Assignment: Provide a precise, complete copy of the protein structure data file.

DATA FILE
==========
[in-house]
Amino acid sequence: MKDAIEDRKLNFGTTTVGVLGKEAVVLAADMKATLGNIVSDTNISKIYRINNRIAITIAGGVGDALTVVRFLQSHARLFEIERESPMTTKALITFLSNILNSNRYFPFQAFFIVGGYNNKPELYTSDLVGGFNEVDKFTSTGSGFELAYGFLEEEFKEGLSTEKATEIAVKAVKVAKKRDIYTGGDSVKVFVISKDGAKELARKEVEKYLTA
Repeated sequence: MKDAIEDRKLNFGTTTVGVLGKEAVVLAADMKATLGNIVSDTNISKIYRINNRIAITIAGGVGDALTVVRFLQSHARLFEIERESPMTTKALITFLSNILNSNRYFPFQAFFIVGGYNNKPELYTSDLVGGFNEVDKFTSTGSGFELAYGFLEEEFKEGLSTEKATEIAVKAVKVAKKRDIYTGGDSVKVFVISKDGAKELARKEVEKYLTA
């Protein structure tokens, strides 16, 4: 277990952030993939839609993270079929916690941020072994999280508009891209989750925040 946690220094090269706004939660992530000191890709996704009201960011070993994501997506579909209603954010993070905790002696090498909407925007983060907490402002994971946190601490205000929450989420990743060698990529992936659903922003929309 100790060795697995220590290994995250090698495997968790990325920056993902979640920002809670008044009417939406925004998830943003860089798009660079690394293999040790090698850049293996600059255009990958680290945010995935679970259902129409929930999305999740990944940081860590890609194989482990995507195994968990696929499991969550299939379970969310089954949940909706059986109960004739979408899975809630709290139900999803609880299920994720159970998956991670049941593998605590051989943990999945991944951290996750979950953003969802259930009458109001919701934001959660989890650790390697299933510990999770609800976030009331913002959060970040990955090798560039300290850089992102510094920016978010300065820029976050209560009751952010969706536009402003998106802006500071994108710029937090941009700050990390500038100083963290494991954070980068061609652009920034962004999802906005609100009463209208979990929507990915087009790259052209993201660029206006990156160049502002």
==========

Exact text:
[in-house]
Amino acid sequence: MKDAIEDRKLNFGTTTVGVLGKEAVVLAADMKATLGNIVSDTNISKIYRINNRIAITIAGGVGDALTVVRFLQSHARLFEIERESPMTTKALITFLSNILNSNRYFPFQAFFIVGGYNNKPELYTSDLVGGFNEVDKFTSTGSGFELAYGFLEEEFKEGLSTEKATEIAVKAVKVAKKRDIYTGGDSVKVFVISKDGAKELARKEVEKYLTA
Repeated sequence: MKDAIEDRKLNFGTTTVGVLGKEAVVLAADMKATLGNIVSDTNISKIYRINNRIAITIAGGVGDALTVVRFLQSHARLFEIERESPMTTKALITFLSNILNSNRYFPFQAFFIVGGYNNKPELYTSDLVGGFNEVDKFTSTGSGFELAYGFLEEEFKEGLSTEKATEIAVKAVKVAKKRDIYTGGDSVKVFVISKDGAKELARKEVEKYLTA
């Protein structure tokens, strides 16, 4: 277990952030993939839609993270079929916690941020072994999280508009891209989750925040 946690220094090269706004939660992530000191890709996704009201960011070993994501997506579909209603954010993070905790002696090498909407925007983060907490402002994971946190601490205000929450989420990743060698990529992936659903922003929309 100790060795697995220590290994995250090698495997968790990325920056993902979640920002809670008044009417939406925004998830943003860089798009660079690394293999040790090698850049293996600059255009990958680290945010995935679970259902129409929930999305999740990944940081860590890609194989482990995507195994968990696929499991969550299939379970969310089954949940909706059986109960004739979408899975809630709290139900999803609880299920994720159970998956991670049941593998605590051989943990999945991944951290996750979950953003969802259930009458109001919701934001959660989890650790390697299933510990999770609800976030009331913002959060970040990955090798560039300290850089992102510094920016978010300065820029976050209560009751952010969706536009402003998106802006500071994108710029937090941009700050990390500038100083963290494991954070980068061609652009920034962004999802906005609100009463209208979990929507990915087009790259052209993201660029206006990156160049502002």